In theory, a biopsy could be performed to obtain the needed olfactory ensheathing glia from a patient. But once the properties that enable them (or other cells) to be competent escorts for growing axons are determined, researchers may instead be able to genetically alter other cell types if desired, giving them the required combinations of growthpromoting properties.
Fibroblasts (cells common in connective tissue and the skin) are among those already being engineered to serve as bridges. They have been altered to produce the neurotrophic molecule NT-3 and then transplanted into the cut spinal cord of rodents. The altered fibroblasts have resulted in partial regrowth of axons. Along with encouraging axonal regrowth, NT-3 stimulates remyelination. In these studies the genetically altered fibroblasts have enhanced myelination of regenerated axons and improved hind limb activity.
Replace Lost Cells
Other transplantation schemes would implant cells that normally occur in the central nervous system. In addition to serving as bridges and potentially releasing proteins helpful for axonal regeneration, certain of these grafts might be able to replace cells that have died.
Transplantation of tissue from the fetal central nervous system has produced a number of exciting results in animals treated soon after a trauma. This immature tissue can give rise to new neurons, complete with axons that travel long distances into the recipient’s tissues (up and down several segments in the spinal cord or out to the periphery). It can also prompt host neurons to send regenerating axons into the implanted tissue. In addition, transplant recipients, unlike untreated animals, may recover some limb function, such as the ability to move the paw in useful ways. What is more, studies of fetal tissue implants suggest that axons can at times find appropriate targets even in the absence of externally supplied guidance molecules. The transplants, however, are far more effective in the immature spinal cord than in the injured adult cord—an indication that young children would probably respond to such therapy much better than adolescents or adults would.
Some patients with long-term spinal cord injuries have received human fetal tissue transplants, but too little information is available so far for drawing any conclusions. In any case, application of fetal tissue technology in humans will almost surely be limited by ethical dilemmas and a lack of donor tissue. Therefore, other ways of achieving the same results will have to be devised. Among the alternatives is transplanting stem cells: immature cells that are capable of dividing endlessly, of making exact replicas of themselves and also of spawning a range of more specialized cell types.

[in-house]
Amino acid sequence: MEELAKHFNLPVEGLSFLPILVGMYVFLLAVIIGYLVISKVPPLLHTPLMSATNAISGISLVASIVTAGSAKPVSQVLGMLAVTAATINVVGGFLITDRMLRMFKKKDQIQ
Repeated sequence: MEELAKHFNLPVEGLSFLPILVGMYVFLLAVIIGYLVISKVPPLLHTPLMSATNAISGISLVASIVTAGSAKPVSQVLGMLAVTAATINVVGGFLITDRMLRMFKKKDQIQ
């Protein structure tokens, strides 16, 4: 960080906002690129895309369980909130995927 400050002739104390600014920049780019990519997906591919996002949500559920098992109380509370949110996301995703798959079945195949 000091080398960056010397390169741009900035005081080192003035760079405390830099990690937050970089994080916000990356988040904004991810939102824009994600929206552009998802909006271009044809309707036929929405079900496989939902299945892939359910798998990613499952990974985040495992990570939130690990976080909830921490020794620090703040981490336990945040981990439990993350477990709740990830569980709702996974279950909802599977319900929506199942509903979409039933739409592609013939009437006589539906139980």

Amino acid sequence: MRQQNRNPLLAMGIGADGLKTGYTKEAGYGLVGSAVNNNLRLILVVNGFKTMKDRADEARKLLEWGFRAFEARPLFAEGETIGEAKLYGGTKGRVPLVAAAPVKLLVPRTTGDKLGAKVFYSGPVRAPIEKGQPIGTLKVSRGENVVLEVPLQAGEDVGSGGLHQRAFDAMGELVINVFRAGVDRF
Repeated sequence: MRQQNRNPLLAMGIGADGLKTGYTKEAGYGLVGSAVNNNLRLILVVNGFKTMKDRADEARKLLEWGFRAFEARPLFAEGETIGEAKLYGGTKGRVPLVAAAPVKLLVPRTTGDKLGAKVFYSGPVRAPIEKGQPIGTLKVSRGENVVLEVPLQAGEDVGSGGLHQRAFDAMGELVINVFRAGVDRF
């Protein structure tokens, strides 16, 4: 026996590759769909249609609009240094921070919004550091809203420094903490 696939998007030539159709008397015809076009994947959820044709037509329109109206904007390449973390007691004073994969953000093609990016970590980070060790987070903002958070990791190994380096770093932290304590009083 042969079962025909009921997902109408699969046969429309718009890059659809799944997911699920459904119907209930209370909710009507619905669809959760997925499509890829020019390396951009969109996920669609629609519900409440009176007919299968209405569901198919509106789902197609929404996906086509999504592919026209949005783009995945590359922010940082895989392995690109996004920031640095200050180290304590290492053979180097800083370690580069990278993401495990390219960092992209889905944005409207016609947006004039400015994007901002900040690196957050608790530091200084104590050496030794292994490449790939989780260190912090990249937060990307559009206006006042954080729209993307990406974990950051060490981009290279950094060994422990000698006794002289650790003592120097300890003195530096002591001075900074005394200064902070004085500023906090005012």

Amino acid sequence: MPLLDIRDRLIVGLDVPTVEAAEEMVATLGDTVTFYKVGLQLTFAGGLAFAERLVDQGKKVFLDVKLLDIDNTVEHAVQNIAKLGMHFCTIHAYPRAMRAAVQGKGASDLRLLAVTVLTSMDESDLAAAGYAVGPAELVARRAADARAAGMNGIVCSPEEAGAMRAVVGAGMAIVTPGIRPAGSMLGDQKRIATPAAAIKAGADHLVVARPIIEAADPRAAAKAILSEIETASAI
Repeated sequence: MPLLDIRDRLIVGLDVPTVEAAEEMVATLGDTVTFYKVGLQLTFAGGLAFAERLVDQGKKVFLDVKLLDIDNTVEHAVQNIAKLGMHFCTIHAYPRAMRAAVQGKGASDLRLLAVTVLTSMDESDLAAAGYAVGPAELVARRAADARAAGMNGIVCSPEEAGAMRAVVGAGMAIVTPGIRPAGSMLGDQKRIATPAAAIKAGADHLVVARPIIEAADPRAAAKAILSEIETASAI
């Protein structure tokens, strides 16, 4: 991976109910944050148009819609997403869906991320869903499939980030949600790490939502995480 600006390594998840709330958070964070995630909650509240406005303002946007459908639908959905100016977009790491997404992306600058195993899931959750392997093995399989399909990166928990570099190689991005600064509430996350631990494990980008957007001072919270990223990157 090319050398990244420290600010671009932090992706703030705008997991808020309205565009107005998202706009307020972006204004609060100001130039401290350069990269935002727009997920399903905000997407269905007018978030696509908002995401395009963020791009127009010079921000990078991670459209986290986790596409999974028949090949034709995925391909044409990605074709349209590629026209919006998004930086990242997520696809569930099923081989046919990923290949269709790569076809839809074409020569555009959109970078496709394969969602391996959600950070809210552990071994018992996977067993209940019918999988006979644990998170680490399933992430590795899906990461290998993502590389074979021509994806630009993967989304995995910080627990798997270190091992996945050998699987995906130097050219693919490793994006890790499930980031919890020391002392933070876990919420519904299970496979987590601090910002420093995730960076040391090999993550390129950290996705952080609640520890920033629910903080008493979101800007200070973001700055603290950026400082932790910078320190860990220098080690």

Various kinds of stem cells have been identified, including ones that generate all the cell types in the blood system, the skin, or the spinal cord and brain. Stem cells found in the human adult central nervous system have, moreover, been shown capable of producing neurons and all their accompanying glia, although these so-called neural stem cells seem to be quiescent in most regions of the system. In 1998 a few laboratories also obtained much more versatile stem cells from human tissue. These human embryonic stem cells (in common with embryonic stem cells obtained previously from other vertebrates) can be grown in culture and, in theory, can yield almost all the cell types in the body, including those of the spinal cord.
Stem Cell Strategies
How might stem cells aid in spinal cord repair? A great deal will be possible once biologists learn how to obtain those cells readily from a patient and how to control the cells’ differentiation. Notably, physicians might be able to withdraw neural stem cells from a patient’s brain or spinal cord, expand the numbers of the still undifferentiated cells in the laboratory and place the enlarged population in the same person’s cord with no fear that the immune system will reject the implant as foreign. Or they might begin with frozen human embryonic stem cells, coax those cells to become precursors, or progenitors, of spinal cells and implant a large population of the precursors. Studies proposing to examine the effects on patients with spinal cord injuries of transplanting neural stem cells (isolated from the patients’ brains by biopsy) are being considered.